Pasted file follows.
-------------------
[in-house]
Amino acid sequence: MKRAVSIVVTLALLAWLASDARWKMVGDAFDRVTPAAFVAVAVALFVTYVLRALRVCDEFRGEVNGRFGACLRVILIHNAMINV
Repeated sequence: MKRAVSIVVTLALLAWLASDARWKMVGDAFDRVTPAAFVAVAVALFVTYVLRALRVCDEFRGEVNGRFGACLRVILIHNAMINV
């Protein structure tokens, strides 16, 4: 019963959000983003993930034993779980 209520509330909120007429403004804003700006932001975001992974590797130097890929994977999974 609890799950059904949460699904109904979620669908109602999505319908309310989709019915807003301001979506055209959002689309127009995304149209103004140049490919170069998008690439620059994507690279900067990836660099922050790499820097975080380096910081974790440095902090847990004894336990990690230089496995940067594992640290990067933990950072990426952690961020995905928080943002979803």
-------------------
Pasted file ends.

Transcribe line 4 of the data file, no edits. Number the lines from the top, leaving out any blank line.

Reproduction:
């Protein structure tokens, strides 16, 4: 019963959000983003993930034993779980 209520509330909120007429403004804003700006932001975001992974590797130097890929994977999974 609890799950059904949460699904109904979620669908109602999505319908309310989709019915807003301001979506055209959002689309127009995304149209103004140049490919170069998008690439620059994507690279900067990836660099922050790499820097975080380096910081974790440095902090847990004894336990990690230089496995940067594992640290990067933990950072990426952690961020995905928080943002979803």